Food manufacturers received reassuring news when the Food and Drug Administration published the testing results of its first survey of per- and polyfluoroalkyl substances (PFAS), also known as “forever chemicals.” The survey showed 164 of the 167 foods tested had no detectable levels of the PFAS measured. Despite the positive news, uncertainty surrounds the impact of exposure to consumers, and environmental advocates are calling on the FDA to raise its level of scrutiny.

PFAS are a class of chemicals used by industries like aerospace, automotive, construction, consumer goods and electronics because of their resistance to grease, oil, water and heat. Certain PFAS also are allowed by the FDA for limited use in food packaging, food processing equipment and cookware.

Concern has been expressed over the widespread use of PFAS, and the compounds’ ability to remain intact in the environment means that over time cumulative amounts from past and current uses may result in rising overall levels of environmental contamination. Accumulation of certain PFAS has been shown through blood tests to occur in humans and animals. While the science surrounding potential health effects of certain PFAS is not yet definitive, mounting evidence suggests some of the chemicals may cause adverse health conditions, according to the FDA.

The FDA used its Total Diet Study (TDS), which monitors the levels of nutrients and contaminants in foods consumed in the United States, to determine the levels of PFAS in the food supply. The latest survey results included nationally distributed processed foods, including some baby foods, frozen foods, and foods in cans, boxes or jars.

The three samples collected by the FDA that had detectable levels of PFAS were fish sticks, canned tuna and protein powder. But, the FDA emphasized, based on the best available science, the agency had no evidence the levels found indicate a need to avoid any food.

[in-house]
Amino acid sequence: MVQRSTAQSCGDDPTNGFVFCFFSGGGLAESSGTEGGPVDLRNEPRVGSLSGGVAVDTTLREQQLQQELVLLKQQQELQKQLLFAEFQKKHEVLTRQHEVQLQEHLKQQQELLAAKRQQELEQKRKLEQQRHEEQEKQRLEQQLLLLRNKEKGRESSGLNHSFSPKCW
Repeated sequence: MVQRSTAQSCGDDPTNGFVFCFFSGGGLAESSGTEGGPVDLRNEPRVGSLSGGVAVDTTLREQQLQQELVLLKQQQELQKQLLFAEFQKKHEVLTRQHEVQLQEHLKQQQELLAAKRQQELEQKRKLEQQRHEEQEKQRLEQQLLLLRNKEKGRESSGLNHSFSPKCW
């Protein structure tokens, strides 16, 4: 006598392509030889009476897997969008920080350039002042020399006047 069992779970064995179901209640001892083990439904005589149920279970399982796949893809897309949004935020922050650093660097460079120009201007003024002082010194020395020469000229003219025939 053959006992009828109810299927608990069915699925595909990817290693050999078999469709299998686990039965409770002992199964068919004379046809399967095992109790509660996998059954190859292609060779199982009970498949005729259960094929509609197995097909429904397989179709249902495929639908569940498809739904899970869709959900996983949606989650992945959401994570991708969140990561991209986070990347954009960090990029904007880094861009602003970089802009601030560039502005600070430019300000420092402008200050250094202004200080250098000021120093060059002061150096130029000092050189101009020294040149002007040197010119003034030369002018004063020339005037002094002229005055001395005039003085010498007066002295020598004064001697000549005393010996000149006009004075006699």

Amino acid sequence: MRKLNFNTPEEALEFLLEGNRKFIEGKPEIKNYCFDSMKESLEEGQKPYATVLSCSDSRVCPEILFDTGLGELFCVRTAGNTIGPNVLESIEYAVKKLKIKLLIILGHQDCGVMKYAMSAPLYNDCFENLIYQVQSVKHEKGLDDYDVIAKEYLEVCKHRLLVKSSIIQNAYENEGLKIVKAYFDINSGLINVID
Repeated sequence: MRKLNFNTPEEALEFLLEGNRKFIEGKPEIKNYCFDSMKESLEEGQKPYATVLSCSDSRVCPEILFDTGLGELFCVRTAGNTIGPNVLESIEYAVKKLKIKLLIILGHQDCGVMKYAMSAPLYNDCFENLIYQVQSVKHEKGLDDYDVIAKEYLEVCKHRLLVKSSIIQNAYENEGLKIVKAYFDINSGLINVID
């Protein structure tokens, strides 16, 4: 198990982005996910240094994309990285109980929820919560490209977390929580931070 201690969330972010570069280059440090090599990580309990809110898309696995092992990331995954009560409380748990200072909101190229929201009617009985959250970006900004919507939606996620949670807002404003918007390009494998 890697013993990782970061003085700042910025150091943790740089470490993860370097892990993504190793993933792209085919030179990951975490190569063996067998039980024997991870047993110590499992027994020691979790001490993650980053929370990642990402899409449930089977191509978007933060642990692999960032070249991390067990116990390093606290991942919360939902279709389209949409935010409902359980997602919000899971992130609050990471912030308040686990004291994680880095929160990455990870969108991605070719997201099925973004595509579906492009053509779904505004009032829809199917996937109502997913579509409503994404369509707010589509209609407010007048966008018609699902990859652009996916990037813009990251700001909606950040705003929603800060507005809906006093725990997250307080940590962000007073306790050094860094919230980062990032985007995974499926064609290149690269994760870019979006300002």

The Environmental Working Group, an environmental advocacy organization, is calling on the FDA to do more, noting the agency’s testing methodology applied to a “limit of detection” and likely conceals the presence of PFAS in food. Further, the EWG said the FDA is ignoring other routes of exposure to PFAS like drinking water when advising consumers about the risks posed by the chemicals.

While the routes and impact of exposure to PFAS on consumer health remain unknown, this appears to be an issue that is not going to go away. In California, for example, legislation that will ban the use of PFAS in paper food packaging and require disclosure if they are used in cookware has passed the legislature and is now being considered by the state’s governor.

It is difficult to determine consumer concern about PFAS in food, but a warning may be seen in the International Food Information Council’s 2021 Food & Health Survey, which found “chemicals in food” to be the second highest food safety issue among those surveyed.

While the science surrounding the impact of PFAS is evolving, food and beverage manufacturers would be wise to understand where the chemicals may be present in their supply chains and be prepared to make a change if research shows a rise in consumer concern or safety.